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Old 04-04-2021, 09:07 AM   #37
Hoseman1958
Reggie
 
Join Date: Dec 2015
Location: Seymour, TN
Age: 62
Posts: 101
Vehicle: 1993 Nissan D21 4x4 2.4L
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Quote:
Originally Posted by XoXSciFiGuy View Post
Timing covers are brittle as hell because of the thousands of heat-ups, (running truck) and cool-downs, (sitting truck) over so many years. DO NOT DROP THE COVER. It will crack for sure. Some people lay an old blanket on the ground...just in case.
  • You have to remove the oil pan. You probably knew that already.
  • Don't use a screwdriver to try and pry it loose. It will leak afterward for sure. Or crack or break.
  • Rubber mallet works best. First one side gently, then the other. Go all around. Easy doing this, no hard whacks.
  • You can use a Stanley knife blade to 'gently' free up the old sealant, and a ball peen hammer, but keep the blade straight and try not to nick into the metal. You get the blade in there and work it in a downward direction. I would lock the blade down with a small vise grip and then tap tap tap gently.
    You are better off using Scotch Brite pads to clean up the mating surface on the timing cover side, rather than trying to scrape it with a blade. On the block side you can use a blade.
  • When you put the timing cover back ON...don't overtighten the bolts. Biggest mistake people make. You will definitely crack the cover, especially on the bottom corner bolts.
    I think it's 10 pounds max on the cover bolts. That's factory-new numbers. I have done no more than 8 pounds and let the sealer and the gasket do their job. No leaks. No need to overtighten.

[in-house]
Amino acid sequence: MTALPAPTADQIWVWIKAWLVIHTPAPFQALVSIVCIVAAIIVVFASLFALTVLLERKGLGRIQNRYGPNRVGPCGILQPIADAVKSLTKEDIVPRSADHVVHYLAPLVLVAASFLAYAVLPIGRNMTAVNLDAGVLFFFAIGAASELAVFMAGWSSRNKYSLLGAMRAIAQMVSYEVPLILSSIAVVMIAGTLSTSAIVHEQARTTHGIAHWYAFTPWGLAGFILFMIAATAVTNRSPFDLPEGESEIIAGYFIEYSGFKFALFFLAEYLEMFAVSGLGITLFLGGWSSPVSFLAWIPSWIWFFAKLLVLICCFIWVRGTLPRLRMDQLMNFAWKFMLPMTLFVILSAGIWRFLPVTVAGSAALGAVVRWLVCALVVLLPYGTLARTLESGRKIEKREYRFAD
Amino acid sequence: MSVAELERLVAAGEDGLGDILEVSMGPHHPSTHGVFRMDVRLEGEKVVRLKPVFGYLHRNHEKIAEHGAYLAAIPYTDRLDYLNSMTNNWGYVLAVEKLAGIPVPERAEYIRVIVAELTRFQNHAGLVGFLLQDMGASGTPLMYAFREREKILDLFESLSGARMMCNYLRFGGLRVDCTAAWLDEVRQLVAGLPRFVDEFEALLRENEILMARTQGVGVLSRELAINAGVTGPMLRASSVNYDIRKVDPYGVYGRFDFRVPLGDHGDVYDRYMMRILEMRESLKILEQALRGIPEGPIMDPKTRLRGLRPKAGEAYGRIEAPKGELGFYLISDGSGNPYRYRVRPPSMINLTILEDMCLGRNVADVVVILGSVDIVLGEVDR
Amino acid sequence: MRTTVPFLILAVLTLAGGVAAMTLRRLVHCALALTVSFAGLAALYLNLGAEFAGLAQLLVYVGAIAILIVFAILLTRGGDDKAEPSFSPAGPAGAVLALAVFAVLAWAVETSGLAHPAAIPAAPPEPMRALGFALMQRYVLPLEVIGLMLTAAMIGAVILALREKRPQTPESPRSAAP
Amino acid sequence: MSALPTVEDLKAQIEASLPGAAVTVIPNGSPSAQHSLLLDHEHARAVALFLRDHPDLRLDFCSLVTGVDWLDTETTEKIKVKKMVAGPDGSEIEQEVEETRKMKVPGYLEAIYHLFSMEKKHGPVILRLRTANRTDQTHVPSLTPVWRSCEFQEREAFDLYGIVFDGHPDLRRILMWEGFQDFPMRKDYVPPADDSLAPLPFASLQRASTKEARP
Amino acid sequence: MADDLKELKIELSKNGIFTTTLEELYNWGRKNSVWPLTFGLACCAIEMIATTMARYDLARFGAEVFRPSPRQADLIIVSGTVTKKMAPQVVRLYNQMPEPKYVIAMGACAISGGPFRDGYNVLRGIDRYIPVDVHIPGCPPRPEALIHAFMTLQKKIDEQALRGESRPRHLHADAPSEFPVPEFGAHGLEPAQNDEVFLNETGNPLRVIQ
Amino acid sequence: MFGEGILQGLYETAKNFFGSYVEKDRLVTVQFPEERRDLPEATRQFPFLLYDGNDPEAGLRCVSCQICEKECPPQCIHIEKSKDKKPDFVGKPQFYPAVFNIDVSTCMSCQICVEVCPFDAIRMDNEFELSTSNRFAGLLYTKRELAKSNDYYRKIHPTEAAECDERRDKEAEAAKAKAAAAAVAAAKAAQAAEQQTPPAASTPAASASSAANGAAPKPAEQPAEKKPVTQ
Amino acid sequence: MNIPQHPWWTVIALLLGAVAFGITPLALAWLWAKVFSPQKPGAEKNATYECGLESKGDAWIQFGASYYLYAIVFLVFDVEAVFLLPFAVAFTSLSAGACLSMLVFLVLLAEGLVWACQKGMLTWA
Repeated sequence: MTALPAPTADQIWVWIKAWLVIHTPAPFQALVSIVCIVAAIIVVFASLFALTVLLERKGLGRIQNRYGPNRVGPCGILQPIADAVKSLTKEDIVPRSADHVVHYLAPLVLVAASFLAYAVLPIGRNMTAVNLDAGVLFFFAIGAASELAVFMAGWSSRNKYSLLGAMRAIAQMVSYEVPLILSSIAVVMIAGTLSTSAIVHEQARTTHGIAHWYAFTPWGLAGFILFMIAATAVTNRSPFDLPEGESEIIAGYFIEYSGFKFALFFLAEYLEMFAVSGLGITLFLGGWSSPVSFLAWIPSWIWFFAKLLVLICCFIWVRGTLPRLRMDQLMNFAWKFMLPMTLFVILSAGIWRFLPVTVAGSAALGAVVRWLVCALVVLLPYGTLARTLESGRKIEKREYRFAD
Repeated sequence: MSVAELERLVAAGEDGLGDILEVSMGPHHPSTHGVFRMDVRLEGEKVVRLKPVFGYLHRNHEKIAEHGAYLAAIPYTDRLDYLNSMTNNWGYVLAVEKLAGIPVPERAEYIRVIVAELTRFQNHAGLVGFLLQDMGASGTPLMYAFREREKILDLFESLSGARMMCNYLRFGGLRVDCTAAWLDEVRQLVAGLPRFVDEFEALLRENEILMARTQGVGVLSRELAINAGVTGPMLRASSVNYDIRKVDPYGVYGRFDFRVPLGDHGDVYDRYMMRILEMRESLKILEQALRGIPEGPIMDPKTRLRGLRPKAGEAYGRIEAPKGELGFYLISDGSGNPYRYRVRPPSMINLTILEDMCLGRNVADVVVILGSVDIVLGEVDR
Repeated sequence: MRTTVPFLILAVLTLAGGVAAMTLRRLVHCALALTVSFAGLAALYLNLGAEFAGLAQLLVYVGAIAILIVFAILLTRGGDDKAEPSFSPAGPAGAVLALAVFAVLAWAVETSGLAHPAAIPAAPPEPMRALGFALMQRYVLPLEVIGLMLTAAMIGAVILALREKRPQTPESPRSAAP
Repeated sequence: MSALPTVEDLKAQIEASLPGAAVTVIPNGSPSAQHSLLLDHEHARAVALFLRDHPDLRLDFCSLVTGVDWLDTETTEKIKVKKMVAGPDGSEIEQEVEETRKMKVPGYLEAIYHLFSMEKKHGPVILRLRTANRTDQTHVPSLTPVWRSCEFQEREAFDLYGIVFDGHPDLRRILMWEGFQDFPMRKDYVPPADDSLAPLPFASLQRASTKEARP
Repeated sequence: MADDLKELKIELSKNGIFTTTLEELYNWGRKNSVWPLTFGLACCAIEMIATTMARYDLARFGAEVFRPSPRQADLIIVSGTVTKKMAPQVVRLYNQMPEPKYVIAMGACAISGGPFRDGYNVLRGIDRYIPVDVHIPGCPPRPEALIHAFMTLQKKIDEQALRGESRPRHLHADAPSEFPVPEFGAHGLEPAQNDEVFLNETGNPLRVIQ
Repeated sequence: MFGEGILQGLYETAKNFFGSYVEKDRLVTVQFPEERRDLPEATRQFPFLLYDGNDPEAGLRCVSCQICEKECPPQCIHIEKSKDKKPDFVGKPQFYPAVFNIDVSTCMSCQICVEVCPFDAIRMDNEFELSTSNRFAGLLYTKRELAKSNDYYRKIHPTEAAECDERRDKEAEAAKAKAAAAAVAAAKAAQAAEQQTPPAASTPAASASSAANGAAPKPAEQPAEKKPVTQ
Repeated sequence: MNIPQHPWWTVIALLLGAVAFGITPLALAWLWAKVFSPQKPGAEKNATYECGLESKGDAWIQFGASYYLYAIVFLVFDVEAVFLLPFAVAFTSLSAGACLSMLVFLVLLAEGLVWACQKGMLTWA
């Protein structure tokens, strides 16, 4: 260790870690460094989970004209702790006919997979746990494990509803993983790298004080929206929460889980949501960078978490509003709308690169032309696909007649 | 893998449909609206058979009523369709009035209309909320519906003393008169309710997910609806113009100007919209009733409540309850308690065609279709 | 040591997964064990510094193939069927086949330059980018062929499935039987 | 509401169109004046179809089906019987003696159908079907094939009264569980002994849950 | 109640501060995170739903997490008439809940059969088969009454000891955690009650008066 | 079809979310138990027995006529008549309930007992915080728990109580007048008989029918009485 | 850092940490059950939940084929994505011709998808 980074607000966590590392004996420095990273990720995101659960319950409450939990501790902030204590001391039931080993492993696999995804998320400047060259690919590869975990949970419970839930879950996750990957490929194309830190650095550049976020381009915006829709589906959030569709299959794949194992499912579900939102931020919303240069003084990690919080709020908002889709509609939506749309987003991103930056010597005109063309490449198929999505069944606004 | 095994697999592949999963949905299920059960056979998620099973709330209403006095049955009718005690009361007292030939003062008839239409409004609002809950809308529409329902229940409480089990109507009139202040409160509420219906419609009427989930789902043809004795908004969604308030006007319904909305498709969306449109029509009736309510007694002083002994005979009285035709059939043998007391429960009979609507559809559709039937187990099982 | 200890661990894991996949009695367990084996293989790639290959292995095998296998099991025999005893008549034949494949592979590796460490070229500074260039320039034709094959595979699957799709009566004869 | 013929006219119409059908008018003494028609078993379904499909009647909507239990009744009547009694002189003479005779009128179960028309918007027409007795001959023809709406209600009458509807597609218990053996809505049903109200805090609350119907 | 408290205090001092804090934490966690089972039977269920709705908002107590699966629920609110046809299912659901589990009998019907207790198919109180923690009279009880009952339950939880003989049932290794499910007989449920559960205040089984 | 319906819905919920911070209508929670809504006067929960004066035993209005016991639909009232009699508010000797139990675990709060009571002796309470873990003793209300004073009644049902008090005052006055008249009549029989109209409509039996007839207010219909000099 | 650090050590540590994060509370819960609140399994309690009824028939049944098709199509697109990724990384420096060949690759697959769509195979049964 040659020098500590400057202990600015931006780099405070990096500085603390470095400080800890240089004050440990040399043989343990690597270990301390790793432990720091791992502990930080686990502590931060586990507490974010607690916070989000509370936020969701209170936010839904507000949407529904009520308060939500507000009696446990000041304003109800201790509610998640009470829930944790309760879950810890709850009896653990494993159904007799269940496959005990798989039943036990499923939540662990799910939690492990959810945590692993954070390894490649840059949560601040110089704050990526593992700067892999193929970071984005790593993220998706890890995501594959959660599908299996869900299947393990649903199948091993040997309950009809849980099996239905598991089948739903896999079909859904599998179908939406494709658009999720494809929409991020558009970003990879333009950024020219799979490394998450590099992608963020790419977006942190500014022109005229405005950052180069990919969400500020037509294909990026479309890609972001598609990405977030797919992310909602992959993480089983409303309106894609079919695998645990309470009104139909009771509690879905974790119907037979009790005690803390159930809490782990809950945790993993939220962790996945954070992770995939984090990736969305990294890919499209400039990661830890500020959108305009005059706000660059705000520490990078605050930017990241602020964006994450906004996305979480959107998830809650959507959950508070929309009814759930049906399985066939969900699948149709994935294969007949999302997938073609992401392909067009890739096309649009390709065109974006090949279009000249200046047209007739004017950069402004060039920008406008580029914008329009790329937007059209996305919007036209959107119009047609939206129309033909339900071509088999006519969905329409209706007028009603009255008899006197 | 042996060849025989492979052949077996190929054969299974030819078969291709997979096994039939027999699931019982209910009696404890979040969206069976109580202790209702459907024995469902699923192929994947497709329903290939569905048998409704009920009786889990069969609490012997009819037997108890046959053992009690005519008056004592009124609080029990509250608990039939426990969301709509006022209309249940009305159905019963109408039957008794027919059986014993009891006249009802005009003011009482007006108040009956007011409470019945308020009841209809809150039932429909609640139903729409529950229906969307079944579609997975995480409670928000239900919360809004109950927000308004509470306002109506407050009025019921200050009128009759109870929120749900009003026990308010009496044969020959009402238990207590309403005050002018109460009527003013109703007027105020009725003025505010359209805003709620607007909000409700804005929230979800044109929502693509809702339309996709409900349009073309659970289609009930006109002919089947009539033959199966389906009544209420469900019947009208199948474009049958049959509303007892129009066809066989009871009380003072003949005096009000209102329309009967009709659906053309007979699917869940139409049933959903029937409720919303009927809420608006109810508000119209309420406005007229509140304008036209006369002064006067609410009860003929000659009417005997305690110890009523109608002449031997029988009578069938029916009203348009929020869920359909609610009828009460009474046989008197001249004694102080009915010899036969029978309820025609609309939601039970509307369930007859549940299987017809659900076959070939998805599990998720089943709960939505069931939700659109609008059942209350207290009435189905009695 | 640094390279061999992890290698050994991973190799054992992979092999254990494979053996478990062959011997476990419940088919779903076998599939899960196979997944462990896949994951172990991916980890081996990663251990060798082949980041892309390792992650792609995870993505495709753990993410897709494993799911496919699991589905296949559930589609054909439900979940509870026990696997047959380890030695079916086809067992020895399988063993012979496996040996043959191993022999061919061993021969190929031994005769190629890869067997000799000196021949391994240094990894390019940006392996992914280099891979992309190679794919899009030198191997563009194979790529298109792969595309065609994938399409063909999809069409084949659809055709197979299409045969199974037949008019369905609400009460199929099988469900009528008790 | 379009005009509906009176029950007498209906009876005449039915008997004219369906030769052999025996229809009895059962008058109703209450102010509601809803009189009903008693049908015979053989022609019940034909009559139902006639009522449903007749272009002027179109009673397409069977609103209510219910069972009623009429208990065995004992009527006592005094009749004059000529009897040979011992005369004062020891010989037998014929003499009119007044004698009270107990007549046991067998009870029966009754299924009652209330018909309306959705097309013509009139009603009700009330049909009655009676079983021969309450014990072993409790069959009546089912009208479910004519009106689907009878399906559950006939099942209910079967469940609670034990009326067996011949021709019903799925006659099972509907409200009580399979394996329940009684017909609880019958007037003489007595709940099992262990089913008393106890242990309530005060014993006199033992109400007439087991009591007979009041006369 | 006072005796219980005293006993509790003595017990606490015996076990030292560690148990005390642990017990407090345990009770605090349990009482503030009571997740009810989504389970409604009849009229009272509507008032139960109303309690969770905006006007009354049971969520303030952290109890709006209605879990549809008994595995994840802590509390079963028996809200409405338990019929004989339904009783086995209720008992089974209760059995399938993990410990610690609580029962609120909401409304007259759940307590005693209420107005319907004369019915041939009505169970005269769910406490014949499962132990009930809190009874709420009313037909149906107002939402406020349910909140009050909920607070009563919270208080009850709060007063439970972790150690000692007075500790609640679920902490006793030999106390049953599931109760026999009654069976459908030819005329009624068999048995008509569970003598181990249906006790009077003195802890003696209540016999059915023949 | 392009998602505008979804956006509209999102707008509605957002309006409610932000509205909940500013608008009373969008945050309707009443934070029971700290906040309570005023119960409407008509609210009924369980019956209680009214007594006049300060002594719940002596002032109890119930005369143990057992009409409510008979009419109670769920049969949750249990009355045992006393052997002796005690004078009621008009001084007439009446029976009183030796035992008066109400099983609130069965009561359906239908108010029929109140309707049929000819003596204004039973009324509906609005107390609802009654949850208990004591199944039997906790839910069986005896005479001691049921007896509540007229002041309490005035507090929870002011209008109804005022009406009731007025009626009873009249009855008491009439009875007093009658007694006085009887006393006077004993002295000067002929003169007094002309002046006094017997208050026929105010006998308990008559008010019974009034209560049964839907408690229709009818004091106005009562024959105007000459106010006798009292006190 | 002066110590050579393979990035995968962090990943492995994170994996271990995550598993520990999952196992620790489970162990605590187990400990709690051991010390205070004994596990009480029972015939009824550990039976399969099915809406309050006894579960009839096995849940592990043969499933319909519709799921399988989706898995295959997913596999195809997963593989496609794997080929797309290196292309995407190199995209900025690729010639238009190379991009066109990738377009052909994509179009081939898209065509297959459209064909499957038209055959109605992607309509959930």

• The best way to set Top Dead Center is to remove the Number One spark plug and stick your finger over the hole. Use your big wrench to bring the crank pulley around. When the air pushes your finger out of the way, you are on the compression stroke. Put a skinny screwdriver in the spark plug hole and turn the crank pulley this way, then that way, just a little bit each way. You will feel the top of the piston coming up by feeling with the screwdriver. When it reaches the top of the stroke, just move the pulley back and forth a tiny bit more until you know the piston has reached the very top of the compression stroke.
    Then...stop. You are at TDC on the compression stroke. From there, everything just goes back in normally.
  • If you finish everything, start the truck, and it rocks, rolls, and backfires on you...this means you are off a tooth on the oil pump gear. One tooth off when shoving that pump up the engine's wazoo is equal to TWENTY degrees of timing. (Sixteen teeth on the gear, equals 20 degrees of timing for each tooth.)
  • If you have an assistant looking down the distributor hole with a flashlight...from above...while you are trying to install the oil pump...to make sure the shaft is installed correctly...this is MUCH easier than getting up and down off the ground to look all the time.

SciFi - I used a mallet tapping the handle end of a ratchet wrapped in a rag with the ratchet head wedged into rounded areas near the distributor opening on driver's side, and the thermostat opening on the passenger side. Thanks for the advice. For the removal part, I only needed to remove 4 front facing screws on the oil pan.



Regarding the "scotch brite," I have a new timing cover that looks like it has some burrs on the mating surface. How would you recommend removing those (they look like magnet filings along the inside edge?)
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